Necropolis of Cerveteri (Rome)
The necropolis “Banditaccia” in Cerveteri, near Rome, is an UNESCO World Heritage Site and the world’s largest Etruscan archaeological site.
History and general description
The necropolis is located about one mile / two kilometers from the historical center of Cerveteri, a small town about 25 miles (40 kilometers) north-west of Rome once known with the Latin name of Caere. The place, part of the Metropolitan City of Rome, can be reached by car or by bus from central Rome in about an hour.
The archaeological site of Cerveteri encompasses an area of about 990 acres (400 hectares), 25 of which are open to the public. The first archaeological excavations were made by Raniero Mengarelli in 1909.
Overall, the necropolis comprises several thousand of tombs dating from the 9th to the 3rd century BC, surrounded by a beautiful natural scenery with cypresses and imposing stone pines.
Differently from the necropolis of Tarquinia nearby, only few burial chambers are decorated with wall carvings and paintings; what makes the Banditaccia truly exceptional is the imposing architecture of its tombs, instead.
Furthermore, since its sepulchers accurately reproduced the Etruscan houses of the time (sometimes even with their furniture and home accessories), the necropolis casts a light on the everyday life and habits of an ancient mysterious people as the Etruscans.
Etruscan necropolis of Cerveteri, view of the “Main Sepulchral Street”; photo © Inexhibit
Plan of the area open to the public, image courtesy of Municipality of Cerveteri (click on the image for a full-res version)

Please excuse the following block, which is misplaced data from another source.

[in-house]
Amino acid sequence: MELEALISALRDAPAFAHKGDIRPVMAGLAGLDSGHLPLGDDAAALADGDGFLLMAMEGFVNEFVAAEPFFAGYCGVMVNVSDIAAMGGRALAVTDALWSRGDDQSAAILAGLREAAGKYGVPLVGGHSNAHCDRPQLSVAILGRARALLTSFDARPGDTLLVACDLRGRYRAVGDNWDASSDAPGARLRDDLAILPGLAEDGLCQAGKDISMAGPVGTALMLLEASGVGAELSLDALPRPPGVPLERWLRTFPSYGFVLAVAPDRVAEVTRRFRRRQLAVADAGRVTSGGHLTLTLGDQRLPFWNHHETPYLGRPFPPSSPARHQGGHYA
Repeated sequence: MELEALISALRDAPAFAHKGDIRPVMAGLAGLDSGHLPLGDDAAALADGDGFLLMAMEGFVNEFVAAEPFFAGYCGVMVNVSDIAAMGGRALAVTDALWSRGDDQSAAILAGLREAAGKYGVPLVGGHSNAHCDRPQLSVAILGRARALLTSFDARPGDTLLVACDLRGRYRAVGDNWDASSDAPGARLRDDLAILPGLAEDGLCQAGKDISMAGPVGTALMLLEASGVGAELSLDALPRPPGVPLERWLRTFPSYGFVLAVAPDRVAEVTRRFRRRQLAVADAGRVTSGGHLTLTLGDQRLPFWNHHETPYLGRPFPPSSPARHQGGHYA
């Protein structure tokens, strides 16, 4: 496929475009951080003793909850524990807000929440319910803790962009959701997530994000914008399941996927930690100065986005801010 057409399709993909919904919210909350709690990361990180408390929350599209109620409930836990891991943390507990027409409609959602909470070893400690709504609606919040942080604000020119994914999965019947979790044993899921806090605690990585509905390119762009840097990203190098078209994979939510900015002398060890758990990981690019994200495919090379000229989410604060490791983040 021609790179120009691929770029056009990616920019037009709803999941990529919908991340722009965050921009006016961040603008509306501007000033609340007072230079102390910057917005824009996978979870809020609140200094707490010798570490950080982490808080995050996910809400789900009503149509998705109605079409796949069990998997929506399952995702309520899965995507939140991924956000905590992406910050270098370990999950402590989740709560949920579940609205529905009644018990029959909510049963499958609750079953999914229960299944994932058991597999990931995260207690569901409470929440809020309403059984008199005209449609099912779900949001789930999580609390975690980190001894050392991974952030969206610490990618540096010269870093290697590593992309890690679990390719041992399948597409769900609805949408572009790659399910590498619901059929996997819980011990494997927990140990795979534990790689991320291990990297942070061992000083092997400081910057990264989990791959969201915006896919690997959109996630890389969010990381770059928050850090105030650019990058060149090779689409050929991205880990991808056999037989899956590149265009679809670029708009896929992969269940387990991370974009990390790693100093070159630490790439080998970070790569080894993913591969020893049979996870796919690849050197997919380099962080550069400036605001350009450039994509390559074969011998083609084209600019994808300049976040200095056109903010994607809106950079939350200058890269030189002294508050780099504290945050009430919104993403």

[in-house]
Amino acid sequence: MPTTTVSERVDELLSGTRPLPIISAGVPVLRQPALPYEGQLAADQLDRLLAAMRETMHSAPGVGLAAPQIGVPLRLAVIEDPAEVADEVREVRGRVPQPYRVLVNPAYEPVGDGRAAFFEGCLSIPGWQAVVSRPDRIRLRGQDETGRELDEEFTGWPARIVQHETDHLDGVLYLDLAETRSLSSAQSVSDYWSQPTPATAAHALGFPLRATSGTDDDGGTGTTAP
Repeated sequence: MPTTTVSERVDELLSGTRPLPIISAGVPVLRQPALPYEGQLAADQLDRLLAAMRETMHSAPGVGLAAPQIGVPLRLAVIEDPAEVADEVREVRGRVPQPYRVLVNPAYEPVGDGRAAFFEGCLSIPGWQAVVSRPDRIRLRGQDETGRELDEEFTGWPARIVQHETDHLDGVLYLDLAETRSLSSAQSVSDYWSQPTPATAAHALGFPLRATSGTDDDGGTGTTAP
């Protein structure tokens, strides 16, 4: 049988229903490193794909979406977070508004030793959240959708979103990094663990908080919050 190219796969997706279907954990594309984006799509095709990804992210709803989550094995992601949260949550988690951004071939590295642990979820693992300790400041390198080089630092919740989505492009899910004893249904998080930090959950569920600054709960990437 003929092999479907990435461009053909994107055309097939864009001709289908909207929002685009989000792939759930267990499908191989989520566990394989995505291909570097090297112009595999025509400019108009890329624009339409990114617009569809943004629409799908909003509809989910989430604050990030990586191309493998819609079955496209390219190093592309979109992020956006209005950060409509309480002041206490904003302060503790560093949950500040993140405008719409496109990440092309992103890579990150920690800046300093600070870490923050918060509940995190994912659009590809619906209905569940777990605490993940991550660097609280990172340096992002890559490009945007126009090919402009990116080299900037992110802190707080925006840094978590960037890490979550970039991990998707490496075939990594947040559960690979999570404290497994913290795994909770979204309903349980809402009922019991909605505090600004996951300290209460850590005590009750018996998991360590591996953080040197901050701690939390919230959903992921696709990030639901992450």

The area open to the public features some hundreds of tombs of three different typologies.
The largest ones are monumental burial mounds or tumuli, up to 108 feet (33 meters) across, consisting of a circular external wall made of tuff rock blocks topped by a grass-covered dome. Internally, those tombs reproduce a typical Etruscan house with corridors and rooms (actually burial chambers) containing the stone shelves on which the sarcophagi once rested.
A second type, dating from the 7th to the 6th century BC, comprises more simple rectangular tombs, also called Cube Tombs, aligned along “streets” like small houses to resemble a sort of “city of the dead”.
Finally, the more recent model consists of underground burial chambers carved into the bedrock, the most famous example of this type is the Tomb of the Reliefs, one of the few tombs in Cerveteri richly decorated with wall paintings and stucco reliefs.
Some tombs (currently eight) also feature multi-language multimedia installations, which illustrate their history and most important characteristics, that can be activated with portable remote controls available for free at the archaeological site’s ticket desk.
Originally, all tombs contained various artifacts, including vases in metal and ceramic, arms, jewels, statuettes, and everyday objects both of local and Greek origin. Some of those pieces are on show in a small archaeological museum (the Museo Nazionale Cerite) housed in the Ruspoli Castle located in the historical center of Cerveteri, while most of them are displayed in the Villa Giulia National Etruscan Museum in Rome.
A complete visit to the necropolis of Cerveteri requires at least two hours, wearing comfortable clothes and shoes is recommended.
The program of activities includes guided tours, educational activities, and workshops. The site also features a small bookshop and a rather inexpensive cafe-restaurant with outdoor terrace.
Exterior and interior views of some of the “burial mound” tombs of the Etruscan necropolis of Cerveteri, dating back to the 7th and 6th century BC; photos © Inexhibit
One of the necropolis’ streets flanked by a row of Cube Tombs; photo © Inexhibit
Interior view of the “Tomb of the Reliefs”, one of the few decorated tombs in Cerveteri, dating back to the 3rd century BC; photo Roberto Ferrari
Cover image © Inexhibit